8 Women with a new vision for Earth

Aster Gebrekirstos


The Scientist

Senior scientist, Center for International Forestry Research–World Agroforestry (CIFOR-ICRAF)

Growing up as the oldest of seven children in Ethiopia’s beleaguered Tigray region, Aster Gebrekirstos could never have known that she would go on to study forestry, pioneer climate science and dendrochronology in Africa, author more than 100 scientific papers and train a generation of forestry experts across the region.

It all started at the turn of the century, when she grabbed an opportunity to further her forestry studies in the Netherlands. Eventually, during her PhD studies in Germany, she developed a fascination for dendrochronology – the dating of tree rings to determine past environmental conditions.

“I was captivated by the science and its potential application in the study of climate change and the restoration of degraded lands,” says Gebrekirstos, now a senior scientist at the Center for International Forestry Research–World Agroforestry (CIFOR-ICRAF)

“Having witnessed the utility of dendrochronology in Europe and America, I am convinced of the potential of this science in Africa.”

Gebrekirstos would eventually establish CIFOR-ICRAF’s dendrochronology lab, which examines how climate and ecological processes impacted trees in the past to understand how trees will respond to future climate conditions.

In much of Africa, existing climate data only goes back 30 to 40 years, and there is limited data on the ecology and physiology of indigenous tropical plants. Restoration efforts are focused on a few exotic species.

Gebrekirstos’ goal is to expand this timeframe and fill the gaps in the continent’s climate records, as well as further examine topics like the tolerance of tree species to climate stress and the effect of the climate crisis on foresters, agroforestry and ecosystems.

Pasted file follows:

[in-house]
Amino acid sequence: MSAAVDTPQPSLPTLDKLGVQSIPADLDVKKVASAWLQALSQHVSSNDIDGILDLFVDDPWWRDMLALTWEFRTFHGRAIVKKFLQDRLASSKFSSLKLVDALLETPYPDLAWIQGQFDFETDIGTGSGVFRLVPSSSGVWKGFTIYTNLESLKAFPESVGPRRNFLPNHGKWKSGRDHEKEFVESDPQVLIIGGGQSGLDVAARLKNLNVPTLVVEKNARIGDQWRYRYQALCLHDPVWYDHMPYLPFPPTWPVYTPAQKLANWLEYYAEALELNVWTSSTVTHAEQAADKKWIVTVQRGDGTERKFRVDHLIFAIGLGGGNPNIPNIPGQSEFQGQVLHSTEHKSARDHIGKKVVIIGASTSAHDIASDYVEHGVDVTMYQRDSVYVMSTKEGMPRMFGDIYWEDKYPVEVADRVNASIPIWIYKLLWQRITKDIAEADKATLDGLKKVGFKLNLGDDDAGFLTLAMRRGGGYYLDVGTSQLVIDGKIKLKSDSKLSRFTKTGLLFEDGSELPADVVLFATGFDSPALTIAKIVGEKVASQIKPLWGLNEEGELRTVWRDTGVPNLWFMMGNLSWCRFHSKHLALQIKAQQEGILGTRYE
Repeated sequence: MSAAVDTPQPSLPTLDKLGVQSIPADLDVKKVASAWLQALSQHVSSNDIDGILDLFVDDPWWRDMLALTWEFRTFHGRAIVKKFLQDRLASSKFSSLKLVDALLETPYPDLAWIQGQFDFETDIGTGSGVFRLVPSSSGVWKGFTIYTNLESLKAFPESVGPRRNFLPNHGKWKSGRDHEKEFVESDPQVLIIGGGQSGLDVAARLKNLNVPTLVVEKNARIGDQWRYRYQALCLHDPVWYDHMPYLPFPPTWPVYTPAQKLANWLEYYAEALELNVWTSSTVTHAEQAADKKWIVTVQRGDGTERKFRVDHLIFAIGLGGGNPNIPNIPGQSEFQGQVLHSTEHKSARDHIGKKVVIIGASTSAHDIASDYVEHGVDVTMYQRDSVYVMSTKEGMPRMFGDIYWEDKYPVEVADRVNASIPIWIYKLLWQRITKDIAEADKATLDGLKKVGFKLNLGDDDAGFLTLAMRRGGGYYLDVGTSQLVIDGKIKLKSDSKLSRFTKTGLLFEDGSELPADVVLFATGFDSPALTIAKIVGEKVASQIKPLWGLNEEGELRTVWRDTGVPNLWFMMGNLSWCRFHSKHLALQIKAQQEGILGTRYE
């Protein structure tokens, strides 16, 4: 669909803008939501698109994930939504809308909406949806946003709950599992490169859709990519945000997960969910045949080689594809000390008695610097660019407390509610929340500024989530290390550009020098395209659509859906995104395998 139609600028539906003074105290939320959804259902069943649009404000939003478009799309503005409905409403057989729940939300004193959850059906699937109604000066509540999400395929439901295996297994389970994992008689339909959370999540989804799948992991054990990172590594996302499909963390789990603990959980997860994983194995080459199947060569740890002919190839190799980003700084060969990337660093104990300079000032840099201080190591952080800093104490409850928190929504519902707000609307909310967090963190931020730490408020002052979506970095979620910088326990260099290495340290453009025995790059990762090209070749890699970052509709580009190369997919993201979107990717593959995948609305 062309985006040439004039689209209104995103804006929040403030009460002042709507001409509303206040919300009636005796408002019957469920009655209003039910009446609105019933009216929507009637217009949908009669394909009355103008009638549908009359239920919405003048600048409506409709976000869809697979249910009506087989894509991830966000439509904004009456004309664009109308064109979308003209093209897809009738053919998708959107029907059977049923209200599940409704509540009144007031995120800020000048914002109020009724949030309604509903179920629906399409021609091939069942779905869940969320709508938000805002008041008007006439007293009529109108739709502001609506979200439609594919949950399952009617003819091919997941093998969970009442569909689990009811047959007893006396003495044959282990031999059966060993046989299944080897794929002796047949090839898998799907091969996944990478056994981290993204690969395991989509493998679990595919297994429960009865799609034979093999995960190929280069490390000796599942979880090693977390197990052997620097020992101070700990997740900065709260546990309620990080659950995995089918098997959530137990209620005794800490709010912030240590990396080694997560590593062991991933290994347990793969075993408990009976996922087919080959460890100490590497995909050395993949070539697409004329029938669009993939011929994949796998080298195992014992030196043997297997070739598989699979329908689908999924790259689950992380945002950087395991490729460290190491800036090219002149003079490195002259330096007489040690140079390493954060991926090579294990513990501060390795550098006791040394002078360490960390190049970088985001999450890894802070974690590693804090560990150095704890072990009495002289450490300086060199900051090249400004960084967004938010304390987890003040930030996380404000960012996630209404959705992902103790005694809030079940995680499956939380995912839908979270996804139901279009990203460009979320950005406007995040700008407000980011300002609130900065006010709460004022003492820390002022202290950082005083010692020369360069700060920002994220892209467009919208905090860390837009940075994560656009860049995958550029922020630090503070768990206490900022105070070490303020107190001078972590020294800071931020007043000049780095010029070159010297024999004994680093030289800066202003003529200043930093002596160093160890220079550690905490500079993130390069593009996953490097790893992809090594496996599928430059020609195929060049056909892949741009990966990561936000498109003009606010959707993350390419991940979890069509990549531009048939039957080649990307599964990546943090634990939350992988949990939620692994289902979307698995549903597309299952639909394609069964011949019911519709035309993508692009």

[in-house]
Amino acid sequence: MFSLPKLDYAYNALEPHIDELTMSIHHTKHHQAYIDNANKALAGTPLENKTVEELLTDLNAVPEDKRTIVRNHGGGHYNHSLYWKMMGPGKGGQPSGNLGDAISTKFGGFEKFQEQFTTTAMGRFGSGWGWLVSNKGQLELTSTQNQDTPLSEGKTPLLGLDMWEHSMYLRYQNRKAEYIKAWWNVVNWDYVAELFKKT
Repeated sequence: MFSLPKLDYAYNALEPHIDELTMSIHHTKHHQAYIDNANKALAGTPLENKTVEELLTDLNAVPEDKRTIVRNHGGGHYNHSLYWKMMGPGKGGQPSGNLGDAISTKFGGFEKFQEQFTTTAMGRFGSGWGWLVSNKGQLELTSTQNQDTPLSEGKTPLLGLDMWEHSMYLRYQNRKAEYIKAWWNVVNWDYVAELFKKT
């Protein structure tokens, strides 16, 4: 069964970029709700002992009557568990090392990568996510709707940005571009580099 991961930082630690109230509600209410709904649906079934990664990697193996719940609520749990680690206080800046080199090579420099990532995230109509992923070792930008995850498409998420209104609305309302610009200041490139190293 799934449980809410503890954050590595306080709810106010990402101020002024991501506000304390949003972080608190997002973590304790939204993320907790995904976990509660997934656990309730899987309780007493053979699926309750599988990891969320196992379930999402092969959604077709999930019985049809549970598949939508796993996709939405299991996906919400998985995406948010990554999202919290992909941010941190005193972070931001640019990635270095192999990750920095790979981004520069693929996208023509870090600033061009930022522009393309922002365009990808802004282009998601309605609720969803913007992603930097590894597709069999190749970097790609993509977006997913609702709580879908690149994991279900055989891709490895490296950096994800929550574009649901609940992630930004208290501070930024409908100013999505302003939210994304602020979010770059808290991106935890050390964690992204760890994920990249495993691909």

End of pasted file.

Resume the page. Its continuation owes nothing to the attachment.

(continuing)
“This information is invaluable for policymakers in the development of evidence-based plans for climate change adaptation and mitigation, including in relation to reforestation and climate change insurance policies,” explains Gebrekirstos, who also established a dendrochronology lab in Ethiopia in 2009.

Gebrekirstos has led and participated in several projects in Africa and Asia, including as a senior investigator at Africa Research in Sustainable Intensification for the Next Generation (Africa RISING). She is keen to work with farmers through training and community-based projects on issues like agroforestry, landscape restoration and agricultural intensification.

She underscores the growing global recognition of the threats posed by land degradation, conflict and the climate crisis, including their impacts on food security and migration, and the role of forestry in addressing these issues.

“There has never been a better time for forestry and agroforestry science,” says Gebrekirstos. “We live in troubled times, with a formidable merging of disease, drought, famine and war, fueled by climate change, inequity and migration.”

“This gives us a unique opportunity to reflect, drive real change, restore our mindsets and inspire and harness the enthusiasm of the public, including youth, to transform our way of life. If we don’t change, nature will not forgive us.”